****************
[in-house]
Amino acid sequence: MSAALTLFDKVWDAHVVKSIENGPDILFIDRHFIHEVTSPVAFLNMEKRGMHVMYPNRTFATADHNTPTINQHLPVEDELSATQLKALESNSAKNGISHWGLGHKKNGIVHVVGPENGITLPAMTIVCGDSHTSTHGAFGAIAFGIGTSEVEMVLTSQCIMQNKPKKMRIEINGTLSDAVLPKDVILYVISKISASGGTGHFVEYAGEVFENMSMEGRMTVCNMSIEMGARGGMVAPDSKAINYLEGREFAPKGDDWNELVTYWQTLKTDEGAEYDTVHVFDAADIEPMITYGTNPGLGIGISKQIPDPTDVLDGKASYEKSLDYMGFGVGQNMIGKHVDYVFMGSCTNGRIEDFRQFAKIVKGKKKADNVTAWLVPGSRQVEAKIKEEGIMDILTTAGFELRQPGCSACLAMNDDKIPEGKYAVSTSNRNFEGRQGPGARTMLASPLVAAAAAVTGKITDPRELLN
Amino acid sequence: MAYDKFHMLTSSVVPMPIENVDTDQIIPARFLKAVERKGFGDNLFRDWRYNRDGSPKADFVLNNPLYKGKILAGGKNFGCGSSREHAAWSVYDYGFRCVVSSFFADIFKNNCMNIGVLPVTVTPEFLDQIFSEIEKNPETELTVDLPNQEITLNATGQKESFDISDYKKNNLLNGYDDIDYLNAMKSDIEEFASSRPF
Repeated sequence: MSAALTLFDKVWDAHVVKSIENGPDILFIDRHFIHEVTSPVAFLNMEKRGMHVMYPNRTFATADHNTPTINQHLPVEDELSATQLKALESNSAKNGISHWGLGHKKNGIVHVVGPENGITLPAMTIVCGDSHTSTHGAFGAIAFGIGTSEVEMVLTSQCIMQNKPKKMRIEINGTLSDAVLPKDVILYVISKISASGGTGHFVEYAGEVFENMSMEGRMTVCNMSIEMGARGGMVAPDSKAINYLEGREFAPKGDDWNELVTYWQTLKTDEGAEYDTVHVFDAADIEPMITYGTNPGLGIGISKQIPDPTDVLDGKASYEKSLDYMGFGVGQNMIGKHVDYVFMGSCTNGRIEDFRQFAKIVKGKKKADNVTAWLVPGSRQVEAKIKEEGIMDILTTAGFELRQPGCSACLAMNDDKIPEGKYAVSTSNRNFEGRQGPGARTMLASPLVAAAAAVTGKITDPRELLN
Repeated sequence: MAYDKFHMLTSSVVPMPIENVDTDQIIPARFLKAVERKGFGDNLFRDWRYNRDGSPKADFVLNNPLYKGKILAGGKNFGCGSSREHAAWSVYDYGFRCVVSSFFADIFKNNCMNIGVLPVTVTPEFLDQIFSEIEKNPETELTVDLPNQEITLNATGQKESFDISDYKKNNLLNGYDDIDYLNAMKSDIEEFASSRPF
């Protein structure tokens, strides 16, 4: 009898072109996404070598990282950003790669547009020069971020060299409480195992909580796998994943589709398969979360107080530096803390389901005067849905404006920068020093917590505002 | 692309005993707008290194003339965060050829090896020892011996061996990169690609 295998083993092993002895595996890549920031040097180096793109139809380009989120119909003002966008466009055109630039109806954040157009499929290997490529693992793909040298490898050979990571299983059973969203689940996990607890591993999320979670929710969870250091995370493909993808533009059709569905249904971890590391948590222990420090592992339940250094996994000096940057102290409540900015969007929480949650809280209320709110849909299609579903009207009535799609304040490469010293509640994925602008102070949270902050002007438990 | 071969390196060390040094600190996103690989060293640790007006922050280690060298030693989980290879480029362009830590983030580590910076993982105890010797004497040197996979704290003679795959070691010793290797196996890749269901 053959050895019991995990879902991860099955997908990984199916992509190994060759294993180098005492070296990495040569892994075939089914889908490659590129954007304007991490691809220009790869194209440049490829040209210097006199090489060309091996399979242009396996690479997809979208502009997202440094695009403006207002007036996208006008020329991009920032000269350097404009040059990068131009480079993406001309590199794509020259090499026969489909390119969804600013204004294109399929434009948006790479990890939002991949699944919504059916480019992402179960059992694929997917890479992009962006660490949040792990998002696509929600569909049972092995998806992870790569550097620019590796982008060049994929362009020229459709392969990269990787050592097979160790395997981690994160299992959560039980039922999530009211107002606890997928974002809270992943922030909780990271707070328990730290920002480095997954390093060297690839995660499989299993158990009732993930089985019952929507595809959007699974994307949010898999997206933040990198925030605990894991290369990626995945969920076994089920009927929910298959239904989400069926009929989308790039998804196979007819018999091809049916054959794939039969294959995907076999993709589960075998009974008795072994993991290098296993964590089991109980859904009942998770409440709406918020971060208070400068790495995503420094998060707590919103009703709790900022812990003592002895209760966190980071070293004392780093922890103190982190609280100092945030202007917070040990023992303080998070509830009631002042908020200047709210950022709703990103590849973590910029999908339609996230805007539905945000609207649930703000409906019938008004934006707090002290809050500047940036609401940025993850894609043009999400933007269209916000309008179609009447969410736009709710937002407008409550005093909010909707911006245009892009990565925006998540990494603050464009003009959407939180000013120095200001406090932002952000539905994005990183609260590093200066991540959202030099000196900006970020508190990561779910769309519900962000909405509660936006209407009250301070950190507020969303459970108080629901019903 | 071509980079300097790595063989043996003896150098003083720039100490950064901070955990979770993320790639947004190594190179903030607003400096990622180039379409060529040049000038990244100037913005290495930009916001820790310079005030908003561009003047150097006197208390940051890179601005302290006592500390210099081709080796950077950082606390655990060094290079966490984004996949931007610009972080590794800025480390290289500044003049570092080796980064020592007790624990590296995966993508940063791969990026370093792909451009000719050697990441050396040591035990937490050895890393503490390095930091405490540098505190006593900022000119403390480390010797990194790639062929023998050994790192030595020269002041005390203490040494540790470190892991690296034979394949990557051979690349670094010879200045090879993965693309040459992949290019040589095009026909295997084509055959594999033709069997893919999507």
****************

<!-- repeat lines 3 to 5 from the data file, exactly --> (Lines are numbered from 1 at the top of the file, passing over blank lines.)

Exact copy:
Amino acid sequence: MAYDKFHMLTSSVVPMPIENVDTDQIIPARFLKAVERKGFGDNLFRDWRYNRDGSPKADFVLNNPLYKGKILAGGKNFGCGSSREHAAWSVYDYGFRCVVSSFFADIFKNNCMNIGVLPVTVTPEFLDQIFSEIEKNPETELTVDLPNQEITLNATGQKESFDISDYKKNNLLNGYDDIDYLNAMKSDIEEFASSRPF
Repeated sequence: MSAALTLFDKVWDAHVVKSIENGPDILFIDRHFIHEVTSPVAFLNMEKRGMHVMYPNRTFATADHNTPTINQHLPVEDELSATQLKALESNSAKNGISHWGLGHKKNGIVHVVGPENGITLPAMTIVCGDSHTSTHGAFGAIAFGIGTSEVEMVLTSQCIMQNKPKKMRIEINGTLSDAVLPKDVILYVISKISASGGTGHFVEYAGEVFENMSMEGRMTVCNMSIEMGARGGMVAPDSKAINYLEGREFAPKGDDWNELVTYWQTLKTDEGAEYDTVHVFDAADIEPMITYGTNPGLGIGISKQIPDPTDVLDGKASYEKSLDYMGFGVGQNMIGKHVDYVFMGSCTNGRIEDFRQFAKIVKGKKKADNVTAWLVPGSRQVEAKIKEEGIMDILTTAGFELRQPGCSACLAMNDDKIPEGKYAVSTSNRNFEGRQGPGARTMLASPLVAAAAAVTGKITDPRELLN
Repeated sequence: MAYDKFHMLTSSVVPMPIENVDTDQIIPARFLKAVERKGFGDNLFRDWRYNRDGSPKADFVLNNPLYKGKILAGGKNFGCGSSREHAAWSVYDYGFRCVVSSFFADIFKNNCMNIGVLPVTVTPEFLDQIFSEIEKNPETELTVDLPNQEITLNATGQKESFDISDYKKNNLLNGYDDIDYLNAMKSDIEEFASSRPF